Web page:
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Musician Anna Clark’s “Guitars 4 Gifts” Provides Instruments to Underserved Groups

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Anna Clark is a nineteen-year-old musician and philanthropist. As her “day-job” she works as a vinyl mastering engineer at Welcome to 1979 Industries, where she has been able to work on over 200 projects. In 2011, Clark founded 501(c)(3) organization Guitars 4 Gifts, which has given over 1,000 youth access to their first musical instrument thanks to national partnerships. Clark is a lifelong singer/songwriter and is currently recording her first album of original electronic rock music. This album is expected out late 2020. She is currently continuing her education in music business with plans to graduate from Belmont University in 2022.

What role has music played in your own life?

As a kid I struggled with anxiety and self-esteem issues. I had a hard time being social and speaking up. Music gave me an outlet for my emotions and also helped me feel like I had a voice. I felt like even if it was hard for me to tell people how I was feeling, I could write a song and sing about it which would make people listen. As I got older, music helped me find a community of people that I love being around. Music helped me not only socially, but also academically. As a kid I had a hard time finding my “thing” that I was good at. Music helped me learn how to work hard and set goals for myself. It helped me in other subjects academically by giving me confidence.

Which artists’ stories have you been most inspired by?

Honestly some of the people I am most inspired by are the veterans that we provide guitars to through CreatiVets. Their songwriting has helped me empathize with how much they have sacrificed and every song that I hear that they write is extremely inspiring. One veteran said that after writing his song, it felt like a ten year burden had been lifted off of his chest. He hadn’t been able to tell anyone about what he went through, but he was able to write a song about it.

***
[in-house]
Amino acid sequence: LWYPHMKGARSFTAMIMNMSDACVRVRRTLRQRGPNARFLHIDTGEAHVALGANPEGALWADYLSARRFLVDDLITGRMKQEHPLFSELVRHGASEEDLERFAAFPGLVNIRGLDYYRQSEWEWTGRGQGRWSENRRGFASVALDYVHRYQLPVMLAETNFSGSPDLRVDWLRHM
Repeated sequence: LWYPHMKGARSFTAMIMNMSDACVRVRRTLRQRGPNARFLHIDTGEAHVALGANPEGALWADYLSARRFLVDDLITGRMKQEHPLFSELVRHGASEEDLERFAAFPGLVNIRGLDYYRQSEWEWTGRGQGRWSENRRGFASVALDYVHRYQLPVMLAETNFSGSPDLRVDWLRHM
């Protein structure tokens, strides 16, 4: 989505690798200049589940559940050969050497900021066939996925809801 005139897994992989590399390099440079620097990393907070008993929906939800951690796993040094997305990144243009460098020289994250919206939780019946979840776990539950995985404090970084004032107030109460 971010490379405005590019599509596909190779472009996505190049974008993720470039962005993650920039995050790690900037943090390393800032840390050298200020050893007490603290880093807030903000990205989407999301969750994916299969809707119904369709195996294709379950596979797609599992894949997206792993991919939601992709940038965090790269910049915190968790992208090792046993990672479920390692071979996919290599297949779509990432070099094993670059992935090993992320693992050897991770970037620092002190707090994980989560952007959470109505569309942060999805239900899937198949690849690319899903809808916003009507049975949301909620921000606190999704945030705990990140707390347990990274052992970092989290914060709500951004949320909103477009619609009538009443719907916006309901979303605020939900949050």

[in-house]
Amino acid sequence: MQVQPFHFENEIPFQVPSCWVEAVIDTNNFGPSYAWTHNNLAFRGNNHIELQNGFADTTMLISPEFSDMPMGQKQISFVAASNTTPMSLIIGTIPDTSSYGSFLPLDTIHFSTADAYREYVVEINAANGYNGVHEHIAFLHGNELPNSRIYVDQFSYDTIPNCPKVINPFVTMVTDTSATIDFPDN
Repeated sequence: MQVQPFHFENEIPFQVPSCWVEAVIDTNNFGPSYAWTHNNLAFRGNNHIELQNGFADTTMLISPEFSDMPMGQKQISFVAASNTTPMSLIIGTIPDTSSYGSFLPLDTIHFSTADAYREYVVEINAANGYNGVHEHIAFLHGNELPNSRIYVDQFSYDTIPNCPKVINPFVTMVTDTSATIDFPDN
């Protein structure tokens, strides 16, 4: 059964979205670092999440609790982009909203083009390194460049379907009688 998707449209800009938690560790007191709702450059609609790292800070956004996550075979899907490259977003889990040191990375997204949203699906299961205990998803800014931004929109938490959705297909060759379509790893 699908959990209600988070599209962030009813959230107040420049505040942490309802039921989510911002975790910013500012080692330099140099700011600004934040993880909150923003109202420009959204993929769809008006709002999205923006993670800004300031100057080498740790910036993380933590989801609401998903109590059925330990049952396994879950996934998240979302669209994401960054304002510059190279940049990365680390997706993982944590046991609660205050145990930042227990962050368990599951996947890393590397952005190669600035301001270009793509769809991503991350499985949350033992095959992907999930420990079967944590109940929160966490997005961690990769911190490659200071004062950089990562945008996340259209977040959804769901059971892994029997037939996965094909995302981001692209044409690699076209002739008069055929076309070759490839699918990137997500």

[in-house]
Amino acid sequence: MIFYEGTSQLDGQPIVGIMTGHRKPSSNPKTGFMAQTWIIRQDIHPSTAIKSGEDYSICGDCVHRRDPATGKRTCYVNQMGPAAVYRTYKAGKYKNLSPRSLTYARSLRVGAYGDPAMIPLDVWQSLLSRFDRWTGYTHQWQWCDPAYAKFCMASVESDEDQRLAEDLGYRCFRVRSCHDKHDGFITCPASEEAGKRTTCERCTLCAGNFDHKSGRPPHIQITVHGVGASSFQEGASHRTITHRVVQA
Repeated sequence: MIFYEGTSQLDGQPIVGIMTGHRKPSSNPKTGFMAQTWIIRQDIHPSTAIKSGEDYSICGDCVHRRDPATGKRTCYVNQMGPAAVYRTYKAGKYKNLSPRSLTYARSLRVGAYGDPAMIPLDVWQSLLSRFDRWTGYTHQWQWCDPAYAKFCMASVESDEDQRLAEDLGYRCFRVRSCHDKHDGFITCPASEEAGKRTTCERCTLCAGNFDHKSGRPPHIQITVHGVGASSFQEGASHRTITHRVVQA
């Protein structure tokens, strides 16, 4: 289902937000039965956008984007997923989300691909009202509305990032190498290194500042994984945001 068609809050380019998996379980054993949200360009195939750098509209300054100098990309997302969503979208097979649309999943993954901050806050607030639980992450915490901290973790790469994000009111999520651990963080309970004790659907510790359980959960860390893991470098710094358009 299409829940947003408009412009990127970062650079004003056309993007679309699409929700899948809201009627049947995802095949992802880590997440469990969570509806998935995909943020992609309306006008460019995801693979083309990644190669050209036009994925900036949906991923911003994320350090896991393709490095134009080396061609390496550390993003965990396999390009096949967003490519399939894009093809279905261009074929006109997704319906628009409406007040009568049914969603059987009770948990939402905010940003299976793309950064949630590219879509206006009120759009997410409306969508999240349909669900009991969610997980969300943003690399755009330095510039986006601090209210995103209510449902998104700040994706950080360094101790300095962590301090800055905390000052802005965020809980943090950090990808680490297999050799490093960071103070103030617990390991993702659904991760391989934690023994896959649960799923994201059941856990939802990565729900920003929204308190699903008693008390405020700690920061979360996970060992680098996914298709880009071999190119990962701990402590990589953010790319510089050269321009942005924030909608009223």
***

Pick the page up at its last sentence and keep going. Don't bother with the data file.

Another artist that I am inspired by would be Regina Spektor. I watched an interview where she spoke about being a refugee and you can feel how much passion she has for music and for life through her work.

You founded Guitars 4 Gifts to provide instruments to underserved groups beyond your church’s Christmas Basket Program when you were 11. Was there a particular event that lead you to start the 501(c)(3) non-profit?

I remember my dad and I were talking about a month or so after I had given away the first four guitars. At the time, it was only going to be a one-time event. I told my dad about how I wanted to be able to help more people learn music more often and he suggested starting a 501(c)(3). Over the next year and a half I learned about starting a 501(c)(3) and set it up. There was definitely a huge learning process with starting a non-profit. Since then I have been able to help other people start non-profits which has been an extremely rewarding experience. I don’t think there was any one event that made me want to start a non-profit- it was more that I saw a need for musical instruments in my community and I wanted to do something to help.

How do you identify those specific groups who need help getting instruments to tell their story and heal through music?

Most of it has been through word of mouth. There are a lot of times where we’ve worked with one music program and the leader of that program has recommended other programs to us. We also receive many applications through our website. We have a three step vetting process that helps us identify what instruments a program needs- including the sizes, qualities, and more. I’ve found that developing a relationship with the programs we work with helps us make sure that every instrument we donate goes to a person who really wants and needs it.

Once the people have the instruments, are you able to follow-up with lessons or connect them with others in the music industry?

Yes we are! This is one of my favorite parts because it helps keeps us connected to the people we’ve helped. One of my favorite stories is from a young girl that we gave a viola too. Violas are expensive instruments and the school program that she was participating in did not have enough violas for everyone who wanted to learn. She was using a violin that was restrung with viola strings (which doesn’t work very well). After we sent her a viola we continued to get updates about her progress. She was even featured on an album that a local violinist recorded with a couple student musicians at her school!